The Jeep Cherokee is an iconic SUV that has changed dramatically over the past 50 years. Historical models have retained a cult-like following and have seen prices jump significantly in recent years. The newest Cherokee models, meanwhile, offer modern amenities and excellent off-road capability for consumers who want the best of both worlds.
Despite these numerous changes, the Cherokee's primary purpose has remained the same: To be one of the most capable and rugged SUVs available on the market.
2014 - Present Jeep Cherokee (KL 3rd Generation)
To replace the old Liberty, Jeep brought back the Cherokee name for 2014. The third-generation Cherokee was the most significant departure from traditional Cherokee styling ever. Its smooth lines, consistent with other modern SUVs, did not subtract from the Cherokee's off-road capabilities.
Three different four-wheel-drive systems were available depending on the trim level. A 2.4-liter four-cylinder or the 3.2-liter V6 were offered. Both were paired to a 9-speed automatic transmission.
Standard equipment with a base model included a Uconnect touchscreen infotainment system, cloth seating, and an optional appearance package. The Latitude trim offered a higher level of technology and luxury features such as a larger touchscreen and a premium sound system. It replaced the Sport model as the base trim in 2019.
The Trailhawk featured the most off-road focused features of any other trim level and came with the most advanced four-wheel-drive systems.
Limited trims came with more luxury items such as heated front seats, remote start, and leather upholstery. An additional trim level, the Overland, was added in 2016 to slot above the Limited to add further standard features.
Jeep completed a mid-cycle refresh for 2019, seen above, altering the Cherokee's appearance mainly by changing the formerly controversial front fascia. Additional changes include an optional 2.0-liter turbocharged four-cylinder engine and the upgrading of the Cherokee's infotainment systems to provide Apple CarPlay, Android Auto, and a WiFi hotspot.
1984 - 2001 Jeep Cherokee (XJ 2nd Generation)
The second-generation "XJ" Cherokee is perhaps the most widely-known and most famous Jeep model to date as it was considered instrumental in the historical development of 4x4 SUV. They can still be easily found as used vehicles and are slowly increasing in value as their collectible status rises. Similarly to the first generation Cherokee, the second generation remained generally the same in terms of styling.
It is known as the first off-road-focused American SUV with a unibody, ladder-box design as well as Jeep's first all-new vehicle design since 1963. It was offered with rear-wheel-drive or four-wheel-drive as well as two or four doors and an automatic or manual transmission.
Over the years, engine options included a 2.5-liter inline four-cylinder, a 2.8-liter V6, a 2.1-liter turbo diesel, a 2.5-liter turbo diesel, and a 4.0-liter inline-six. The 2.8-liter and 2.1 turbo diesel were both short-lived options, and the 2.5-liter four-cylinder was available until the Cherokee's mid-cycle refresh in 1996.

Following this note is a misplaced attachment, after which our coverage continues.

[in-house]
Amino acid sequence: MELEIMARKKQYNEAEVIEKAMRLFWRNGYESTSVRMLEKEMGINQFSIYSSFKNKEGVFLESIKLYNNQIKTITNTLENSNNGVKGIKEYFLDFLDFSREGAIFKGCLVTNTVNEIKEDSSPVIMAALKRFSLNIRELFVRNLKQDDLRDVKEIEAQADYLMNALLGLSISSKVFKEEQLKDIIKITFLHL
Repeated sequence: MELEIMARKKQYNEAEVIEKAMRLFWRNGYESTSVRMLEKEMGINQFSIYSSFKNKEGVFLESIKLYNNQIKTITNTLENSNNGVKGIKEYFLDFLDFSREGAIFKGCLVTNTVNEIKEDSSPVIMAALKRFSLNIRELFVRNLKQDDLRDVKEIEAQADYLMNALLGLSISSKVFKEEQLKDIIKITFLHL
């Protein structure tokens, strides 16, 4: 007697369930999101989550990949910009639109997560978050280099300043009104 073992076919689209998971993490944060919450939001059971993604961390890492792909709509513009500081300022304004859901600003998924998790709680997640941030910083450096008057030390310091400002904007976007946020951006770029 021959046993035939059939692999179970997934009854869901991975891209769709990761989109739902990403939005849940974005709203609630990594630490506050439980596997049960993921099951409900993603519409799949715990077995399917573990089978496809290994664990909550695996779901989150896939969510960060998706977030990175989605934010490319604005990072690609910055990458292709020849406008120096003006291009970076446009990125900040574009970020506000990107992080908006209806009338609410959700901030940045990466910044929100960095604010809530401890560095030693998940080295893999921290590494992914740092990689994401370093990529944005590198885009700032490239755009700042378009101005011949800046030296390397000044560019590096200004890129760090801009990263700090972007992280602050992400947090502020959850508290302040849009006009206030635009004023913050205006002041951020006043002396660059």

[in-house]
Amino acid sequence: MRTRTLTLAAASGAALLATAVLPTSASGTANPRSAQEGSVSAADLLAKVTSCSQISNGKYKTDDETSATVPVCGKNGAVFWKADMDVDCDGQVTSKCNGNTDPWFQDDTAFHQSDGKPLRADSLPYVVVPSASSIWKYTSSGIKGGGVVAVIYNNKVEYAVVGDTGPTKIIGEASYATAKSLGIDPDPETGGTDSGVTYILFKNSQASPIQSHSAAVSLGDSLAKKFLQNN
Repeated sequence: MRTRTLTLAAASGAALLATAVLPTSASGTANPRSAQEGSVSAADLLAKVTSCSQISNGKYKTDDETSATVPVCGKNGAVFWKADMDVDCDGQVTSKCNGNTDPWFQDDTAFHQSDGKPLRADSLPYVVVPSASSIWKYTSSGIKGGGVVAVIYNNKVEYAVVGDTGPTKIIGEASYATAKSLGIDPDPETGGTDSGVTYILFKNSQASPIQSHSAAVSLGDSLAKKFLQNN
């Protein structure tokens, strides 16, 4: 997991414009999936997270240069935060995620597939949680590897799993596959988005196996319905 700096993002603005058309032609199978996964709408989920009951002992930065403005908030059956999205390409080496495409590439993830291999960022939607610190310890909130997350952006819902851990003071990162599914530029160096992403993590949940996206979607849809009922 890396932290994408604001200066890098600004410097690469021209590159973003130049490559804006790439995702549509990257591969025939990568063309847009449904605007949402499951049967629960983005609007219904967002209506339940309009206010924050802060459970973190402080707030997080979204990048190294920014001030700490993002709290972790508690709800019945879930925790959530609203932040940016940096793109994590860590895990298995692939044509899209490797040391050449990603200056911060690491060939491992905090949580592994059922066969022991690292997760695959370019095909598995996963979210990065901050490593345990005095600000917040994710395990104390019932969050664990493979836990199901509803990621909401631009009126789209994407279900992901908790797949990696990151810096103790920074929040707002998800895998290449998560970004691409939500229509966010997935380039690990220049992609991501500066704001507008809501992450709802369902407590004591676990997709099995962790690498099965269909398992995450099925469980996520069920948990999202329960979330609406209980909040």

Although a mid-cycle refresh came in 1996, little changed. Exterior updates included adding slightly smoother lines to its still boxy appearance, revised taillights, and replacing the fiberglass liftgate with a steel one. Various trim levels were offered through the XJ's lifespan, with several special editions sneaking into the lineup. The base model – later changed to SE – the Sport, the Classic, the Laredo, the Limited, the Pioneer, and the Wagoneer were the most longstanding trim levels, mostly distinguished by interior cosmetics and material changes. Some trims like the Pioneer, Laredo, and Limited included additional luxuries like air conditioning, keyless entry, and power seats. Most limited trims included special badging, colors, and wheels.
1974 - 1983 Jeep Cherokee (SJ 1st Generation)
The very first Jeep Cherokee was spun off from the Jeep Wagoneer to replace the Jeepster Commando. The Cherokee was mostly a Wagoneer that was changed from a four-door to a two-door by eliminating the C-pillar. As the Wagoneer was more like a big, rugged station wagon, the Cherokee was designed to cater more to younger buyers who needed less space for a family. Because the Cherokee was simply a shorter Wagoneer, there were not many differences between the two models.
It came with a plethora of engine options, including the 401 AMC V8, which produced 215 horsepower and could out-perform nearly every other competitor. Other engine options included a 5.9-liter V8 with a two-barrel carburetor that produced 175 horsepower, a 4.2-liter inline-six that produced 110 horsepower, a four-barrel carbureted 360 V8 engine, and a turbo diesel. A four-speed manual transmission came standard on all Cherokees, while a General Motors Turbo-Hydramatic automatic was optional until 1979 when it was replaced the Chrylser TorqueFlite automatic. Automatic Cherokees received a full-time four-wheel-drive system, and a transfer case with a low range was equipped as standard for manual transmission vehicles.
They were little changes through the first generation's life, with a few exceptions. The Cherokee Chief package was introduced in 1976 as an additional trim with extended fenders and a wider track for larger tires. The base, sport, Laredo, Golden Hawk, and Golden Eagle trim – which was only offered for the 1979 year – were the only trims offered throughout the first generation and included little more than cosmetics and visual differences. A four-door model was introduced for 1977.